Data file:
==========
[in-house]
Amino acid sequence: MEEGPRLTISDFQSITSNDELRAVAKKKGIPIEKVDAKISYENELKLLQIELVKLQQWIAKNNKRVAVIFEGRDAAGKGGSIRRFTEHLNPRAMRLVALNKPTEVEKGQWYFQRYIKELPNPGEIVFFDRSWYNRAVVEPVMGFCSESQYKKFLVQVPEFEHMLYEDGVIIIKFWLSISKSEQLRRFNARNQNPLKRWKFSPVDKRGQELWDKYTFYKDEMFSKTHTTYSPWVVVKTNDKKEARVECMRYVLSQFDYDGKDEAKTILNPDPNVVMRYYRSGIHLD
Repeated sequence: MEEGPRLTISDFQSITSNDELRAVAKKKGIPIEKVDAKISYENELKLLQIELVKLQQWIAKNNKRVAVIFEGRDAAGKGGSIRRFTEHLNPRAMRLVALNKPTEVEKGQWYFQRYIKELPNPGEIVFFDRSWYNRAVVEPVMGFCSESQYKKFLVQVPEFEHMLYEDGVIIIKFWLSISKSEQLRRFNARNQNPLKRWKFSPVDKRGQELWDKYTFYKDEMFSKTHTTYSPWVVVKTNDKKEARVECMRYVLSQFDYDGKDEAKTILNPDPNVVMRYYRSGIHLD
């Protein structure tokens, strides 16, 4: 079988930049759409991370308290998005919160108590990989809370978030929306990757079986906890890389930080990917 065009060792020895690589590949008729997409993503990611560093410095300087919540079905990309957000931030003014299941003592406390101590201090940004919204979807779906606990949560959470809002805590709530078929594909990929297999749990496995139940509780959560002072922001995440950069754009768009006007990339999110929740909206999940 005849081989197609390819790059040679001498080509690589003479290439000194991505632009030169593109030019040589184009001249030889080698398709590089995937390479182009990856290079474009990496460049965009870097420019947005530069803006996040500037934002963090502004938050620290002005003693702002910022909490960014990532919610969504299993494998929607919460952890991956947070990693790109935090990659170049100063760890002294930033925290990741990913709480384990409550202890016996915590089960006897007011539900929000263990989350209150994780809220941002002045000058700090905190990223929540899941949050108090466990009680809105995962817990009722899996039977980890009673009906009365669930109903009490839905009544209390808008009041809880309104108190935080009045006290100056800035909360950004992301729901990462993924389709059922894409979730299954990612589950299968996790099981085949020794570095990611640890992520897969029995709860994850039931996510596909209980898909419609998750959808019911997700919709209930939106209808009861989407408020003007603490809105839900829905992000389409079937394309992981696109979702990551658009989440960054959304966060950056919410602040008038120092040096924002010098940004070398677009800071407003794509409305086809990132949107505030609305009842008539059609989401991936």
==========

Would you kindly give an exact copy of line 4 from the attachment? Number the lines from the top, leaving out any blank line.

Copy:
């Protein structure tokens, strides 16, 4: 079988930049759409991370308290998005919160108590990989809370978030929306990757079986906890890389930080990917 065009060792020895690589590949008729997409993503990611560093410095300087919540079905990309957000931030003014299941003592406390101590201090940004919204979807779906606990949560959470809002805590709530078929594909990929297999749990496995139940509780959560002072922001995440950069754009768009006007990339999110929740909206999940 005849081989197609390819790059040679001498080509690589003479290439000194991505632009030169593109030019040589184009001249030889080698398709590089995937390479182009990856290079474009990496460049965009870097420019947005530069803006996040500037934002963090502004938050620290002005003693702002910022909490960014990532919610969504299993494998929607919460952890991956947070990693790109935090990659170049100063760890002294930033925290990741990913709480384990409550202890016996915590089960006897007011539900929000263990989350209150994780809220941002002045000058700090905190990223929540899941949050108090466990009680809105995962817990009722899996039977980890009673009906009365669930109903009490839905009544209390808008009041809880309104108190935080009045006290100056800035909360950004992301729901990462993924389709059922894409979730299954990612589950299968996790099981085949020794570095990611640890992520897969029995709860994850039931996510596909209980898909419609998750959808019911997700919709209930939106209808009861989407408020003007603490809105839900829905992000389409079937394309992981696109979702990551658009989440960054959304966060950056919410602040008038120092040096924002010098940004070398677009800071407003794509409305086809990132949107505030609305009842008539059609989401991936």